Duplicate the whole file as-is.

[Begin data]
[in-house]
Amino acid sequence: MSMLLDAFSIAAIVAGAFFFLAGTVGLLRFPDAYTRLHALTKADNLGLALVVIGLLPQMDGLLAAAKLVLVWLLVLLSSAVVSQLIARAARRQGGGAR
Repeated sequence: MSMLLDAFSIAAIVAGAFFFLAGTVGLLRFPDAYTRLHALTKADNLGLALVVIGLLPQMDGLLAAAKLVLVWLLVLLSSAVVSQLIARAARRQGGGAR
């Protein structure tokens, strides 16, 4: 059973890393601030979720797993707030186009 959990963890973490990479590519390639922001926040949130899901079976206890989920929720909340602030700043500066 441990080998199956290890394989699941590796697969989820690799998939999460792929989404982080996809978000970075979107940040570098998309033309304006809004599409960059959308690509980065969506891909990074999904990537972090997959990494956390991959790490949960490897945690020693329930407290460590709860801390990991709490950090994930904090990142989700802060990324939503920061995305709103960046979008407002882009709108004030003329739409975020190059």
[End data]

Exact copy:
[in-house]
Amino acid sequence: MSMLLDAFSIAAIVAGAFFFLAGTVGLLRFPDAYTRLHALTKADNLGLALVVIGLLPQMDGLLAAAKLVLVWLLVLLSSAVVSQLIARAARRQGGGAR
Repeated sequence: MSMLLDAFSIAAIVAGAFFFLAGTVGLLRFPDAYTRLHALTKADNLGLALVVIGLLPQMDGLLAAAKLVLVWLLVLLSSAVVSQLIARAARRQGGGAR
């Protein structure tokens, strides 16, 4: 059973890393601030979720797993707030186009 959990963890973490990479590519390639922001926040949130899901079976206890989920929720909340602030700043500066 441990080998199956290890394989699941590796697969989820690799998939999460792929989404982080996809978000970075979107940040570098998309033309304006809004599409960059959308690509980065969506891909990074999904990537972090997959990494956390991959790490949960490897945690020693329930407290460590709860801390990991709490950090994930904090990142989700802060990324939503920061995305709103960046979008407002882009709108004030003329739409975020190059």